We’re in 1962 Baltimore, MA. JFK’s the President – for another year or so, anyway – and the Civil Rights movement is gathering momentum. There are pockets of ignorant, outmoded white resistance to what will be a bright, new, integrated tomorrow in the USA. Kids who don’t fit – here black or ‘pleasantly plump’/fat – are figures of fun, bullied by various grotesque authority figures, and excluded by their peers. They long for acceptance, and dream of being part of the great American success story. But never fear, this is musical land and, by the play’s end, all’s right with the world.
No wonder Hairspray has been such a hit on screen (1988; 2007) and stage, (8 Tony Awards on Broadway) and why it’s currently the pinup musical for pro-am companies all over the country. It’s bright and colourful, the music is sweetly nostalgic, the sentiment uplifting and hopeful. It’s no Showboat or South Pacific or Rent any of the other great musicals that took burning social issues and thrust them in the audience’s face, but then, Hairspray doesn’t set out to. What we get is a larger than life – the words ‘fabulous’ and ‘fantastic’ spring to mind – technicolor rendition of a time we wish there might have been. Continue reading Review: Hairspray – Harvest Rain Theatre Company at Playhouse QPAC
Tim O’Connor writes wonderfully lucid Director’s Notes, and a good thing too, because I have always found The Neverending Story utterly confusing. My memories of the 1984 film are of a leather-bound book, a rock-eating mountain and a flying dog (sorry, luck dragon). There may also have been a mulleted David Bowie singing in a maze … or was that Labyrinth? It’s fair to say I’m not a die-hard fan.
So as my little girl and I sat in the foyer on opening night, flicking through the programme of Tim O’Connor’s re-envisioning of Michael Ende’s fantasy novel, The Neverending Story (1979), I read her the story blurb slowly (nothing wrong with being prepared I thought) and, as we walked into the wonderfully intimate Cremorne Theatre, I was confident she would know what was going on. After all, she’s infinitely smarter than I was at six, and loves a good yarn.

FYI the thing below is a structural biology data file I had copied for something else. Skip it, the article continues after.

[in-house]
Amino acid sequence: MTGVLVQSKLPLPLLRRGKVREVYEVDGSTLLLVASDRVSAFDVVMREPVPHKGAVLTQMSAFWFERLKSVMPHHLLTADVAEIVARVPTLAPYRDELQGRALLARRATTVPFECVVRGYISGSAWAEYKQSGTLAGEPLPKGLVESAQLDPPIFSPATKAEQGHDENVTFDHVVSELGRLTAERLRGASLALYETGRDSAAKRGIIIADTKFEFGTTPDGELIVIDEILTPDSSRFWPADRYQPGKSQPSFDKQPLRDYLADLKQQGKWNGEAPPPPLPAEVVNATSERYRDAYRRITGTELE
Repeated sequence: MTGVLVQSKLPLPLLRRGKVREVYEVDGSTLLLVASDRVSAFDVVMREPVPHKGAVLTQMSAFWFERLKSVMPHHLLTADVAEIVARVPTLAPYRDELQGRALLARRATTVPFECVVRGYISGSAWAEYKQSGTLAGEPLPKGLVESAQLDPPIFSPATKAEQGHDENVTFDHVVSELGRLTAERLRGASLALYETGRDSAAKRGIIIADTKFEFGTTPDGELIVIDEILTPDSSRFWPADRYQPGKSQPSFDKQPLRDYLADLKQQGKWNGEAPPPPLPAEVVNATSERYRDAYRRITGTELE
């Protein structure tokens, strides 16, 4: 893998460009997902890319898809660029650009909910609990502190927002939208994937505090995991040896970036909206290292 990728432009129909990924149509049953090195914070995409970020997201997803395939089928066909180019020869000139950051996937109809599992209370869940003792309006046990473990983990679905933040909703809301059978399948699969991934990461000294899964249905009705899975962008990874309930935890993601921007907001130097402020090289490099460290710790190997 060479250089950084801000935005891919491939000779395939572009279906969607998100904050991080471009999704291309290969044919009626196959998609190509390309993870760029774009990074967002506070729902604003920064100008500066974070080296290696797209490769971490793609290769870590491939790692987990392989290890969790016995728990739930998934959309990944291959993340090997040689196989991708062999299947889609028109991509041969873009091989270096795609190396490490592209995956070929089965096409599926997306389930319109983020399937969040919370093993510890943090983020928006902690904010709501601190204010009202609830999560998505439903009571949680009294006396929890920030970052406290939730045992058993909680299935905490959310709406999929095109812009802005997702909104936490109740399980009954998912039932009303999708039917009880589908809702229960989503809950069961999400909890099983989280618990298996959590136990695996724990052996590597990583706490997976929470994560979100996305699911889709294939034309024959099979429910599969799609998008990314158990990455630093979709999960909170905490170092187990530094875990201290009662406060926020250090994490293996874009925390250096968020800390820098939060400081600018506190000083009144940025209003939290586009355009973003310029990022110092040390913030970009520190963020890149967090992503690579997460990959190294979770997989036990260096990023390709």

Well, by half way through it became clear that the apple doesn’t fall very far from the tree; she didn’t have a clue. This is not the type of show where you can break your concentration to unwrap your lollipop. I’m still answering questions two days later – having to explain both the plot and the higher order concepts at work.
Don’t get me wrong. It’s a lovely, lovely idea that a child’s imagination can save an entire world from being eaten up by despair. It’s just that, in the telling of it, you meet so many fantastical characters (whose names you can’t pronounce) and your quest takes so many strange twists and turns as you traverse the vast Fantasia, that it can be easy to get a little bit lost. Especially if you’re six. Or thirty.
That’s not to say she didn’t have a marvellous time. It was, after all, a feast for the eyes and the ears. Continue reading Review: The NeverEnding Story – Harvest Rain Theatre Company at Cremorne Theatre QPAC
A few weeks back I found myself in front of a lot of the Harvest Rain interns at one of their regular Friday Behind the Red Curtain seminar sessions. On the panel (chaired by Artistic Director of HR, Tim O’Connor) were three other actors: Steven Tandy, Bryan Probets, and Cameron Hurry. As you’d expect, the students’ questions and subsequent discussion revolved around the business of acting.